FIANNA Fáil Deputy for Cork East Michael Moynihan called on the Government and the Minister for Communications to ensure that An Post retains the role of providing vital services.
Deputy Moynihan said he accepted the independence of An Post but for generations there had been an ongoing debate about the survival and maintenance of rural post offices. It was tied in with other issues such as rural isolation, he added.
"We may have ghost estates but we also have ghost villages. Communities are losing their post offices not just in rural areas but in urban areas as was seen in Blackpool in Cork city recently," said Deputy Moynihan.
"Since I was elected, every communications Minister has said they want to provide a network of commercially viable post offices. The Minister stated An Post should seek further contracts. However, we do not see any urgency in this regard.
"We have heard at public meetings and so forth that An Post should go into providing different services such as county council bills, but there never seems to be an urgency for it to go after these contracts.
"There must be a drive to ensure the post office network becomes a provider of other services," urged the Deputy.
The Minister for Communications Deputy Pat Rabbitte agreed that as a result of the collapse of the core business of An Post there needed to be an urgency, in terms of acquiring new business and diversification and so on.
"In fairness to An Post, it has been going about its business quietly and in a commercial manner and it continues to do so. For example, there is an arrangement between An Post, One Direct and Aviva, which has seen 23 Aviva insurance branches become One Direct outlets for An Post. This is the type of venture that could be built on because An Post has a unique retail infrastructure," pointed out the Minister.
An Post has been chasing contracts and opportunities, including motor tax renewals, driving license renewals, HSE patient charges, household charge payments, second home payments, water charge payments, Courts Service fines, the registration and payment for septic tanks, Irish Rail ticket sales and electrical rural production, added the Minister. "An Post chases all of this business and it wins more than its fair share. These are the types of contracts that represent the future of part of the business of An Post."
Deputy Moynihan went on to suggest that An Post should be the first port of call for the payment of bills that will accrue from the forthcoming Water Services Bill.
"There is a fear in rural communities in particular and in urban communities that they are awaiting the retirement of the postmaster or postmistress. Something should be included in the legislation to the effect that the first port of call for the payment of bills from the Water Services Bill should be the post office," said Moynihan.
Government has undermined ethos of the Lottery: McLellan
UNDER Fine Gael and the Labour Party, the National Lottery will become a mechanism by which the Government can generate additional revenue, Cork East Sinn Féin Deputy Sandra McLellan warned in the Dáil.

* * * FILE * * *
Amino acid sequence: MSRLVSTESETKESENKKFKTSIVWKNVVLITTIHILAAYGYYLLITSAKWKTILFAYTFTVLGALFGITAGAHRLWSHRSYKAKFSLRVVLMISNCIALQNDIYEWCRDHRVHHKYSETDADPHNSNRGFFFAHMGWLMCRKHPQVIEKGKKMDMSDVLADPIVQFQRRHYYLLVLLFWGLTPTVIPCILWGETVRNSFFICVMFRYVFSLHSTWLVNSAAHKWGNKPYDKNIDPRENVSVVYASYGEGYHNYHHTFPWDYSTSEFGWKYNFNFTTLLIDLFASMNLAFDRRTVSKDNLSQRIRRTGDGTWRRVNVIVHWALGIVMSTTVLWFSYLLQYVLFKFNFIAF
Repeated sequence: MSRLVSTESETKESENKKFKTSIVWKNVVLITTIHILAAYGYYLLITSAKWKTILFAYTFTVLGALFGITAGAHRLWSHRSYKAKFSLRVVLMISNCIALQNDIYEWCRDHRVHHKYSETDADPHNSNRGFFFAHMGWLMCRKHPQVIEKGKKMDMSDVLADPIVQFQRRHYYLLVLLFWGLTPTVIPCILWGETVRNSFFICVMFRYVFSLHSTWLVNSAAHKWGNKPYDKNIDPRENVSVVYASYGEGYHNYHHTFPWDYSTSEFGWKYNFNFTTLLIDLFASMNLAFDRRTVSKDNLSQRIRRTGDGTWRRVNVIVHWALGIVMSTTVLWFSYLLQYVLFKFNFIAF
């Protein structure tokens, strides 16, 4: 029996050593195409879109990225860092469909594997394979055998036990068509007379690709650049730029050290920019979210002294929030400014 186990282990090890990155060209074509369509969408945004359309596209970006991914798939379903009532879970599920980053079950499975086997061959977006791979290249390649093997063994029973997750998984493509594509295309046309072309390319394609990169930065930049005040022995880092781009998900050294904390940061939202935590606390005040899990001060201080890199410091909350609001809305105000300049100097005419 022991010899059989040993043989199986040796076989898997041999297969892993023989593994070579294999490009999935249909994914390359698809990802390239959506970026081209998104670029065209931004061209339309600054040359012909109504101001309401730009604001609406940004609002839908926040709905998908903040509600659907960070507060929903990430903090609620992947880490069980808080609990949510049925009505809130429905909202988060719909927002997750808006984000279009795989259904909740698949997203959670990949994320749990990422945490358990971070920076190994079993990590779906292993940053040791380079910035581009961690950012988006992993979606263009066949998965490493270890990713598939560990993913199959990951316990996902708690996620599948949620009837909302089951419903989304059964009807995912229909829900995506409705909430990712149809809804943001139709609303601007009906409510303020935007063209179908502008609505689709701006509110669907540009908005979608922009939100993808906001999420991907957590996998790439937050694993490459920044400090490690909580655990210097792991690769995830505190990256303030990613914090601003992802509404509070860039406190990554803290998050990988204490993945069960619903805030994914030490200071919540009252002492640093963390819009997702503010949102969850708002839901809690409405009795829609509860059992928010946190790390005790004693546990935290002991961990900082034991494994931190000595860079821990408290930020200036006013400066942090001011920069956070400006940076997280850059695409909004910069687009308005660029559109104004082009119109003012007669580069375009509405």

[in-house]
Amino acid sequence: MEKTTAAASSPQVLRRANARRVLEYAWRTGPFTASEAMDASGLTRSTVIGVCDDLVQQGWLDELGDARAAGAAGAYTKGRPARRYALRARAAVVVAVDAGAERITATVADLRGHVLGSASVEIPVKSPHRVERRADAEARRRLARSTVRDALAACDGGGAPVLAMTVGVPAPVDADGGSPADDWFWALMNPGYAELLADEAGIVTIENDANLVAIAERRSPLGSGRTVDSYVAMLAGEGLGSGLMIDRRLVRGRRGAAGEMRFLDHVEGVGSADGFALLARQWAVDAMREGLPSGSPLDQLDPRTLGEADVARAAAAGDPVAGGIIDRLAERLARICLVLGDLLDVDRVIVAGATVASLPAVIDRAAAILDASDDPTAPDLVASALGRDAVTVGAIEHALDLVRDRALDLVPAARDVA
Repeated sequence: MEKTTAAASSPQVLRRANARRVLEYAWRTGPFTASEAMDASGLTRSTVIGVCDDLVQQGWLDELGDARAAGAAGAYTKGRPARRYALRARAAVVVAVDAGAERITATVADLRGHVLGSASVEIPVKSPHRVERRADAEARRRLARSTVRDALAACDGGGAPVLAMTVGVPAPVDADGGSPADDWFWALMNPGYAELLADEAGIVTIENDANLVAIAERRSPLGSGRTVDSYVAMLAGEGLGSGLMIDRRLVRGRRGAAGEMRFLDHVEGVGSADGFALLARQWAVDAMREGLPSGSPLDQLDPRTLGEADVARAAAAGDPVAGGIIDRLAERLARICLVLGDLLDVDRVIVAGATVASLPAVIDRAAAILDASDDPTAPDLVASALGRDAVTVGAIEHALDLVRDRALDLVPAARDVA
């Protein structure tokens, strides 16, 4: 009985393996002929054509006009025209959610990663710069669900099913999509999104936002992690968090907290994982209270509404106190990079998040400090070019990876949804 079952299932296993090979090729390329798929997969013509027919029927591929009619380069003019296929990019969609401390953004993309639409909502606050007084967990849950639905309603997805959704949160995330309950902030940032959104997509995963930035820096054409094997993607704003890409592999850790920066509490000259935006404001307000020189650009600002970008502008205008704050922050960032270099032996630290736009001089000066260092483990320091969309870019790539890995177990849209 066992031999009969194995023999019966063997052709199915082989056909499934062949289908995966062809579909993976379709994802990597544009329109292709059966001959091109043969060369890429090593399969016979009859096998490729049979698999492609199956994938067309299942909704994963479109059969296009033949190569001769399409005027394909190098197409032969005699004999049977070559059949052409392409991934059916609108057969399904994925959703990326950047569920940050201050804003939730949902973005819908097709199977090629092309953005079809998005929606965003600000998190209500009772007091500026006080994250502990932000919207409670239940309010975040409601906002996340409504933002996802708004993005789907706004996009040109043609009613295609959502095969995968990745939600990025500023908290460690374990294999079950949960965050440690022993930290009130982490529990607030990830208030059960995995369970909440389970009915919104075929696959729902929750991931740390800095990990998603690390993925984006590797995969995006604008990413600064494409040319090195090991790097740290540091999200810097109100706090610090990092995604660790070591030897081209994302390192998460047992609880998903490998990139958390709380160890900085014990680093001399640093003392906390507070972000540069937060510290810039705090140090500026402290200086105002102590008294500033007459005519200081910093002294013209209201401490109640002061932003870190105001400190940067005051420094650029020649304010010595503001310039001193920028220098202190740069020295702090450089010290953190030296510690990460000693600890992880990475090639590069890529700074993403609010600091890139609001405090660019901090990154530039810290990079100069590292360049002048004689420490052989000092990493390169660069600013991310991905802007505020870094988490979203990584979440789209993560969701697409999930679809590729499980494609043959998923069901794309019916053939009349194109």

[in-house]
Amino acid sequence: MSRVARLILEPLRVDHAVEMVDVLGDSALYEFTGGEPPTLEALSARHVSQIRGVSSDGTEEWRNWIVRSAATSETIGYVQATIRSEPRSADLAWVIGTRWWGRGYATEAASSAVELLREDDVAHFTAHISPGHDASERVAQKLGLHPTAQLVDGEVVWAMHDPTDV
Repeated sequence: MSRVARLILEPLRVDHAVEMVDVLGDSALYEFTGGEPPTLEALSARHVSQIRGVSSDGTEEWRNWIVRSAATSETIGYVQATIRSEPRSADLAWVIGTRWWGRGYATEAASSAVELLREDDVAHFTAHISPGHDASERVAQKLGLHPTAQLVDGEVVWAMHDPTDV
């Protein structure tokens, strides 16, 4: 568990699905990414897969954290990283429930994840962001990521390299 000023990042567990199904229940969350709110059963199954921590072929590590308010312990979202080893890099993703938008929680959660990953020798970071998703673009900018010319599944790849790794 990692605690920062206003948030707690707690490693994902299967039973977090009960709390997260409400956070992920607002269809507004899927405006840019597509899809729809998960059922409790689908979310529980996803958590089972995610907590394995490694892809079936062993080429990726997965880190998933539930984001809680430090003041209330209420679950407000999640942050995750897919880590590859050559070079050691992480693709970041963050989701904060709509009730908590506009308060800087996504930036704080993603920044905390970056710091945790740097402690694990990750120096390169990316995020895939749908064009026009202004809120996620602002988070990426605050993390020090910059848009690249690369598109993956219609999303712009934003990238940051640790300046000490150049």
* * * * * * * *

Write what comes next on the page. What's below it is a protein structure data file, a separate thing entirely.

This completely undermined the ethos of the lottery but was completely in line with the administration's small government view of the world, she added.
Speaking on the National Lottery Bill, the Deputy said that concerns had lingered over the years that National Lottery funding for communities had in fact replaced funding of services that should be paid for directly by the State and such concerns undoubtedly would be heightened under the current regime.
"The Government's capital programme announcement of late 2011 stated boldly that it intended to use the upfront payment from the new National Lottery operator to fund the National Children's Hospital," she said. "It appears as though this capital funding commitment has now been watered down to receipt of just one third of the projected proceeds from the upfront payment," claimed Deputy McLellan.
Prison system needs to be amended says Bradford
SPEAKING in the Seanad on a Justice Bill, Cork East Senator Paul Bradford said recent statistics show there is a high rate of re-offending in Ireland which is proof that the prison system needs to be amended.
"We need to debate law and order and prison policy but we only do that when there is a crisis after a major crime outrage," he said. "I am not talking about the recent tragedy where a garda was murdered. Following an increase in robberies we usually have a debate on crime and the resultant analysis is to throw away the key.
"On other occasions we reflect on the Finnish or other systems. Such a rolling debate needs to take place in a calmer environment."
With regard to the new Justice Bill, he said "we are putting in place a new concept. Like all legislation one does not necessarily get it right the first time around. The proposal of a spent conviction facility is a new departure and will make a genuine difference to many people.
"At Christmas I had a query from a young gentleman who was convicted for stealing a bag of chips. The conviction caused him problems when it came to gaining employment. I hope that the matter can be resolved."